The first day of COP26 is dedicated to the theme of high ambition. What is high ambition and why do we need it? One of the goals of this COP is to secure global net zero by 2050 and keep 1.5C within reach. In order to do this, countries need to have strong nationally determined contributions (NDC).
According to the UNFCCC, NDC’s are the “heart of the Paris Agreement” as they outline the plans of each country to mitigate emissions and adapt to climate impacts. These actions will determine whether we are on track to keep warming below 2C. According to Climate Action Tracker, before new COP 26 pledges were made, current policy pathways have a greater than 97% of exceeding 2C.
As of October 31, countries have submitted new NDC targets in time for COP26, and 21 of those submitted stronger NDC’s, including big country emitters like the United Kingdom, United States, Japan, and the EU. Countries that did not increase ambition in their new NDC’s include Australia, The Russian Federation, and Brazil. However, according to the UN Environment Programme, in their latest Emissions Gap Report, “new and updated Nationally Determined Contributions only take 7.5% off predicted 2030 emissions, while 55% is needed to meet the 1.5°C Paris goal.” The latest climate pledges for 2030 would put the world on track for a 2.7C of global warming.
“There has been progress, but not enough,” he added.” That is why we especially need the biggest emitters, the G20 nations, to come forward with stronger commitments to 2030 if we are to keep 1.5c in reach over this critical decade,” Alok Sharma, COP26 president said in an interview.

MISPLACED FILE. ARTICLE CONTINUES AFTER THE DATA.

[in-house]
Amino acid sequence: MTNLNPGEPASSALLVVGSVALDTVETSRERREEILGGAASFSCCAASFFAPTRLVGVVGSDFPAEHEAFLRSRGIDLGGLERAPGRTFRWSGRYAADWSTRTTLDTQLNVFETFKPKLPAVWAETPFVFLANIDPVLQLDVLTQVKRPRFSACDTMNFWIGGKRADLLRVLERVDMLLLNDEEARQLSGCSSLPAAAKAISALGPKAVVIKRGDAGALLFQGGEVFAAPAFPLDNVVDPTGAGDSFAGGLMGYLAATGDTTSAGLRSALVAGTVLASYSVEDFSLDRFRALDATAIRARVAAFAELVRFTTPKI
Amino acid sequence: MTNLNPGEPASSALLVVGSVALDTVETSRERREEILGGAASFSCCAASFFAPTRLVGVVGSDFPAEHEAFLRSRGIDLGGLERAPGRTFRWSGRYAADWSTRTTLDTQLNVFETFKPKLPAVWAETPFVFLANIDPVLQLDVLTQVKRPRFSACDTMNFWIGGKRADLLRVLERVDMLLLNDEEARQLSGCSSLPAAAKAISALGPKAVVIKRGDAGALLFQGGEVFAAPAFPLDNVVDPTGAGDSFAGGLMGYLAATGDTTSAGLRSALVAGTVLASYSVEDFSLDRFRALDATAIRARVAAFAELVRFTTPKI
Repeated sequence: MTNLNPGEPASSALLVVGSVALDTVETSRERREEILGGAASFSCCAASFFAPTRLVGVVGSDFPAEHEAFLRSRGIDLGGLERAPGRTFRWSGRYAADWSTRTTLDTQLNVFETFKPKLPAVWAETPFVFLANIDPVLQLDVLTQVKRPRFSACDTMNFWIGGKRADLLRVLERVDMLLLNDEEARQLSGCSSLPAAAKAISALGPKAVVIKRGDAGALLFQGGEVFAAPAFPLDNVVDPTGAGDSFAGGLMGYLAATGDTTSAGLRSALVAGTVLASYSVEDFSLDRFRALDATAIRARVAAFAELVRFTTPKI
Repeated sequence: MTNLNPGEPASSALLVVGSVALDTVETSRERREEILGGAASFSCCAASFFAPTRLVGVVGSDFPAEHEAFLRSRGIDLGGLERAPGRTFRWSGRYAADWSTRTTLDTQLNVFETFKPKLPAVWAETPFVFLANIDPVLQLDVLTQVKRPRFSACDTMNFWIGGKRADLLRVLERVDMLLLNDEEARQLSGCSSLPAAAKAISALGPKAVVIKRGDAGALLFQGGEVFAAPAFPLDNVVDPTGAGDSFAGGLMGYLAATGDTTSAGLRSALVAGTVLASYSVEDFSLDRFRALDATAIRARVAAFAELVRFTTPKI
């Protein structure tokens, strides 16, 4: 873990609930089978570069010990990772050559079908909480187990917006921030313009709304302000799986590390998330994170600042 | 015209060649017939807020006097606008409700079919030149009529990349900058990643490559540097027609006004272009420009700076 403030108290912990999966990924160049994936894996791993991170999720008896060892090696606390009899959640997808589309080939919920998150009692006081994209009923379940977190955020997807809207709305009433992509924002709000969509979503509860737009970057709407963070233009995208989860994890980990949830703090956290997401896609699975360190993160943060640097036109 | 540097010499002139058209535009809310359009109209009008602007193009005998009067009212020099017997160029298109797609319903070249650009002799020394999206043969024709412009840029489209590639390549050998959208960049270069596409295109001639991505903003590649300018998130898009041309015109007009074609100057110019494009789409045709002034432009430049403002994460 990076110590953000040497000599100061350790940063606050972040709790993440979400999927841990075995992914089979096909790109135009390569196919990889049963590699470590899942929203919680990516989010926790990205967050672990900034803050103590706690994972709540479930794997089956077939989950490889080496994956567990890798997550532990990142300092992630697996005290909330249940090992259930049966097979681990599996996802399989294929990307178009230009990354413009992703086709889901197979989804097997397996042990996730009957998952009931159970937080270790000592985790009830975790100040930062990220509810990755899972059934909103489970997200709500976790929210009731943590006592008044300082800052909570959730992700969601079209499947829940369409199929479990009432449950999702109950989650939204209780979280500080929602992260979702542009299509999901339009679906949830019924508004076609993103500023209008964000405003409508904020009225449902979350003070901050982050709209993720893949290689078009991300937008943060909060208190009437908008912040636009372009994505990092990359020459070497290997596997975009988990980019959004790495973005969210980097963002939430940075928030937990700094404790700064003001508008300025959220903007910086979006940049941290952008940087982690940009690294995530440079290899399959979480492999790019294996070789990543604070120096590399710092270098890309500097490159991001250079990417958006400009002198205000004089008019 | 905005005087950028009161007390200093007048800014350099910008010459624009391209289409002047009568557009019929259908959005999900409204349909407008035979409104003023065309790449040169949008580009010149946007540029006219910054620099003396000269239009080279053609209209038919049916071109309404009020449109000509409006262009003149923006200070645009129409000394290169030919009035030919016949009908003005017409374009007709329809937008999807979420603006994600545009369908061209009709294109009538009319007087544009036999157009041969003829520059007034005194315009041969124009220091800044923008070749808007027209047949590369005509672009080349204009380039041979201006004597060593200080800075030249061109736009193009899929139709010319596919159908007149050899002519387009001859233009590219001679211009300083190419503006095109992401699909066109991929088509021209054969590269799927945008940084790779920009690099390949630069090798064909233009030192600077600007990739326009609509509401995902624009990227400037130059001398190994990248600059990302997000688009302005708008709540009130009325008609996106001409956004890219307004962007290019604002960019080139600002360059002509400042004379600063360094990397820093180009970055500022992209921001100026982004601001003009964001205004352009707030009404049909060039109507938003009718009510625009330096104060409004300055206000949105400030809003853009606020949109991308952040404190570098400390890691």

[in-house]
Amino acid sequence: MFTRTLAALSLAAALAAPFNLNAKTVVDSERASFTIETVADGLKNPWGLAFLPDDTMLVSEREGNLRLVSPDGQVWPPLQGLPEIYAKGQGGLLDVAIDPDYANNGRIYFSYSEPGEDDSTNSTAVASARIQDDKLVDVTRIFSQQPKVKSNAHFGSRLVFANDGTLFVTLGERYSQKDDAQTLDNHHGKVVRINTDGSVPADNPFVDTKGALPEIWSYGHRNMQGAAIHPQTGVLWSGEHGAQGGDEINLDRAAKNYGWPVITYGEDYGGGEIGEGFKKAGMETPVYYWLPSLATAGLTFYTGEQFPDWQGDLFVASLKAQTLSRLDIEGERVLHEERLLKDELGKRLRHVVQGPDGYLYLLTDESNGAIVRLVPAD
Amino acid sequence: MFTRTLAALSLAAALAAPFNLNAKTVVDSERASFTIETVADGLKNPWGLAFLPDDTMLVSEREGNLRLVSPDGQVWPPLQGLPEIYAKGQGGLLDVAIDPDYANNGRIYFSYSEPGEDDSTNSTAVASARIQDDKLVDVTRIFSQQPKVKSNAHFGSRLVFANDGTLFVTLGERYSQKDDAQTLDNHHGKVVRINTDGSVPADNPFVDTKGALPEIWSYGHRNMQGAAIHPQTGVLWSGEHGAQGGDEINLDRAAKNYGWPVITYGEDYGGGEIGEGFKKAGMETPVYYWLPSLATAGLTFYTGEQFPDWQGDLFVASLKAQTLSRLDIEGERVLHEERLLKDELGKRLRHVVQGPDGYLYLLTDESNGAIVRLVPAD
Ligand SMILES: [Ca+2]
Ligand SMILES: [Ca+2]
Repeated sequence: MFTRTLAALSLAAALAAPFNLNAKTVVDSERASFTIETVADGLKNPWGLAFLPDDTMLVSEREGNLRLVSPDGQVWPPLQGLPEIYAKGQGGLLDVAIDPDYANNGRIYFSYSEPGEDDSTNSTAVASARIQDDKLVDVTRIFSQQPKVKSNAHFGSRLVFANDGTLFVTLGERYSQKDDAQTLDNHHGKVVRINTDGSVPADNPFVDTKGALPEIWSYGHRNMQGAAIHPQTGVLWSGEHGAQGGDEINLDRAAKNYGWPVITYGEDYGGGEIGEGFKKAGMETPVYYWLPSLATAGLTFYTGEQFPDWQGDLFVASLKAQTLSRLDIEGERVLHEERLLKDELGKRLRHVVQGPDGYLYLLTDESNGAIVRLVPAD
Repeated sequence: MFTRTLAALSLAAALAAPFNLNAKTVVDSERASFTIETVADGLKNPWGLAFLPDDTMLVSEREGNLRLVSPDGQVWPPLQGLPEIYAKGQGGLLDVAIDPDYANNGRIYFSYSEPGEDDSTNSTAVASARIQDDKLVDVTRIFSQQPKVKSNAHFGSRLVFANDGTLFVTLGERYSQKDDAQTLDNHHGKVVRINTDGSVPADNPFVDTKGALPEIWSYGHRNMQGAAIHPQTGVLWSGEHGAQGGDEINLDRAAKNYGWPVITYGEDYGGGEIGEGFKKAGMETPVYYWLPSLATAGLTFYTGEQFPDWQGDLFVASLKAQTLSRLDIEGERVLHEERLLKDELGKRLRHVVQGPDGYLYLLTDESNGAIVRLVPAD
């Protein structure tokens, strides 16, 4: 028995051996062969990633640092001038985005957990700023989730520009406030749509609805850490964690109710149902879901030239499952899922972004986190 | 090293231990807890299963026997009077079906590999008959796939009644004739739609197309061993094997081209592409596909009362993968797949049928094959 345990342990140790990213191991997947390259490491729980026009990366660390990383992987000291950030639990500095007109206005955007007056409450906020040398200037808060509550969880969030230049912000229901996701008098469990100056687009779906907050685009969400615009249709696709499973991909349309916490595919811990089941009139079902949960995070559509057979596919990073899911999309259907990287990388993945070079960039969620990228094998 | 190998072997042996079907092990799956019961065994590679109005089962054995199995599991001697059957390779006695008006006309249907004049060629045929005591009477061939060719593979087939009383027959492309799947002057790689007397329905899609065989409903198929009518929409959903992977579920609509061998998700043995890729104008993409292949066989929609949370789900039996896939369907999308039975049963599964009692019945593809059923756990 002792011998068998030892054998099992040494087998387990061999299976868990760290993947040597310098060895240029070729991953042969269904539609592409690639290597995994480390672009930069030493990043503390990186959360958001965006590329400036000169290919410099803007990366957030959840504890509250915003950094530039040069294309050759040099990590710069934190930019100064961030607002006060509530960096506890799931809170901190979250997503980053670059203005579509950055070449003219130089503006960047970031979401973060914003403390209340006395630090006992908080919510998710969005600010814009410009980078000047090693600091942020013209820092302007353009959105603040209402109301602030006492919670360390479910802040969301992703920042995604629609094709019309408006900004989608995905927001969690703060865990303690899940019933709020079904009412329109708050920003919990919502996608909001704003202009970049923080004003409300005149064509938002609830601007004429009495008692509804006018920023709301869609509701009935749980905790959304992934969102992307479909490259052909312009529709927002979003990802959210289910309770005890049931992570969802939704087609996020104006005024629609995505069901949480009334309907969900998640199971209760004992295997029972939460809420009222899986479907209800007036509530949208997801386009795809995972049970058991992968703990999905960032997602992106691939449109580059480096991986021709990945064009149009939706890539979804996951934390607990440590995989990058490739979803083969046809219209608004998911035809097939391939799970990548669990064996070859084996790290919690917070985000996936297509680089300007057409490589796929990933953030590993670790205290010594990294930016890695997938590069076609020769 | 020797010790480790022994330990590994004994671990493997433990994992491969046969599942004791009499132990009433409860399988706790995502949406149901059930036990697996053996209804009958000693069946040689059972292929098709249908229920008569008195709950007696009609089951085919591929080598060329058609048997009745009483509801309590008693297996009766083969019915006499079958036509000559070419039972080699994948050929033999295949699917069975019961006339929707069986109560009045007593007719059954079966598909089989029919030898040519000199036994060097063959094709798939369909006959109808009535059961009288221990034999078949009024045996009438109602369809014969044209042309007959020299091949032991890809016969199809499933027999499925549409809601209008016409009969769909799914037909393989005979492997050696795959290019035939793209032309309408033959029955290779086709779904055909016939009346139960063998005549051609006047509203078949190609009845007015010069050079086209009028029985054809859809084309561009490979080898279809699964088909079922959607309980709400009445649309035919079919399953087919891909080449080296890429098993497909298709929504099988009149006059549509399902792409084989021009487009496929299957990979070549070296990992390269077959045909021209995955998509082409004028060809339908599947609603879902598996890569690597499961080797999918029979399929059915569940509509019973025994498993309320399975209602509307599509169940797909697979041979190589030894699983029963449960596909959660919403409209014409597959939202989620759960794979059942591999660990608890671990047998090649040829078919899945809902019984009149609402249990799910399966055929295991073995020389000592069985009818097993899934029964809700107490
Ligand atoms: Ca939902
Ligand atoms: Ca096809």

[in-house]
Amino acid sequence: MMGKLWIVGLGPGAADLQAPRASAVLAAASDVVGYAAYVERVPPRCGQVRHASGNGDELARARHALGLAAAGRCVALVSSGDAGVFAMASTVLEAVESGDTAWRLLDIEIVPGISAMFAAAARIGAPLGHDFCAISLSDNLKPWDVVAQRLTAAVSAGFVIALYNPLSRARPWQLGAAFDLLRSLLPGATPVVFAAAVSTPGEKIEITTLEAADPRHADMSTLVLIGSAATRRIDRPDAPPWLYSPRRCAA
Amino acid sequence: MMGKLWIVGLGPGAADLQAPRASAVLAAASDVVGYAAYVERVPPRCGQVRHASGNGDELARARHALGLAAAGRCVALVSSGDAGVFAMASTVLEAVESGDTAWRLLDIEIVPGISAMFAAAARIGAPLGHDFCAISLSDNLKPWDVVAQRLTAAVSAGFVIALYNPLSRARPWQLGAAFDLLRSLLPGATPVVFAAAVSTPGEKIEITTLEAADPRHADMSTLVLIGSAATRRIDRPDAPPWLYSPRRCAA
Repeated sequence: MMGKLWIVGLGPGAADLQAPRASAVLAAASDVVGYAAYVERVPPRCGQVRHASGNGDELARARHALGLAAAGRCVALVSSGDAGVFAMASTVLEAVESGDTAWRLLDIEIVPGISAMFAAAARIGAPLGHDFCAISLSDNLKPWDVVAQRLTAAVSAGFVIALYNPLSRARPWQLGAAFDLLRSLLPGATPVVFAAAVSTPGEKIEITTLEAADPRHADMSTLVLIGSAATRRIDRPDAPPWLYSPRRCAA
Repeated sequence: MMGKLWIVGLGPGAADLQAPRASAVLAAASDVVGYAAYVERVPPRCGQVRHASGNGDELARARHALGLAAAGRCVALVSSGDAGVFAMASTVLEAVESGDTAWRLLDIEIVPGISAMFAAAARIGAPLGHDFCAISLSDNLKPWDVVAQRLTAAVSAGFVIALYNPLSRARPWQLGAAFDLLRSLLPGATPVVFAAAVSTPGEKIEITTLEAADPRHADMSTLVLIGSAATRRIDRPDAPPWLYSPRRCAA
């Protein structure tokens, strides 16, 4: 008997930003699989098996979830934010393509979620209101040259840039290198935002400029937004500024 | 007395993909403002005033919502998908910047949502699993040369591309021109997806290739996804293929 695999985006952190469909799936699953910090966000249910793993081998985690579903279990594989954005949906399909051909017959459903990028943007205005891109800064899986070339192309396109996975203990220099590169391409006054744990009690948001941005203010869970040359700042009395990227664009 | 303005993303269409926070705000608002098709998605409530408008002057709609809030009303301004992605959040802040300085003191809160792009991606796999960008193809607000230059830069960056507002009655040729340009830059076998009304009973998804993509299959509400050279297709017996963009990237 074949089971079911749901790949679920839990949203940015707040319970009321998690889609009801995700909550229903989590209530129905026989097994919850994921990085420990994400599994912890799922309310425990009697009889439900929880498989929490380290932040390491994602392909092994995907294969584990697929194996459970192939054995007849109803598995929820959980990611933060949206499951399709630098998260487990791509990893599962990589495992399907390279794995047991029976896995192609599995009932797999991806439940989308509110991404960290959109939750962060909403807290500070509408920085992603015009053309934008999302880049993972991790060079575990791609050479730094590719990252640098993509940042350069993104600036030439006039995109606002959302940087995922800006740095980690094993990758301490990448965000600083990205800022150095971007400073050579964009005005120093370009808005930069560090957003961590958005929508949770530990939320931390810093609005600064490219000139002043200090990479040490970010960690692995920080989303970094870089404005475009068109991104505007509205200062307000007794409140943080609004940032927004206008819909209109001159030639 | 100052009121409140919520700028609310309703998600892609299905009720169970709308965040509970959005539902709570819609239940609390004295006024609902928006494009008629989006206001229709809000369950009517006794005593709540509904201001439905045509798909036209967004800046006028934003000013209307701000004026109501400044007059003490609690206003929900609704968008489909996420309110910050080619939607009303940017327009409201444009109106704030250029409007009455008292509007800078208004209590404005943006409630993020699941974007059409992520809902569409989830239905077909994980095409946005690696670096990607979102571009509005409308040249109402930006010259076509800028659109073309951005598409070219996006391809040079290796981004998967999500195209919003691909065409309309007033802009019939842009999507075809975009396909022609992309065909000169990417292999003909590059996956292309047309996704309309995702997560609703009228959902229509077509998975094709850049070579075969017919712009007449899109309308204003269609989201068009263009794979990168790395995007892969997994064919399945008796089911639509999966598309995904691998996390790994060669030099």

Why is it important that we keep below 2C of warming? An infographic by Carbon Brief shows us what happens at 1.5C and 2C:
There is also a podcast produced by Climate UEA with Rachel Warren talking about the emerging impacts of climate change:
“The world has to wake up to the imminent peril we face as a species. Nations need to put in place the policies to meet their new commitments, and start implementing them within months. They need to make their net-zero pledges more concrete, ensuring these commitments are included in NDCs, and action brought forward. They then need to get the policies in place to back this raised ambition and, again, start implementing them urgently.
It is also essential to deliver financial and technological support to developing nations – so that they can both adapt to the impacts of climate change already here and set out on a low-emissions growth path,” said UNEP Executive Director Inger Anderson.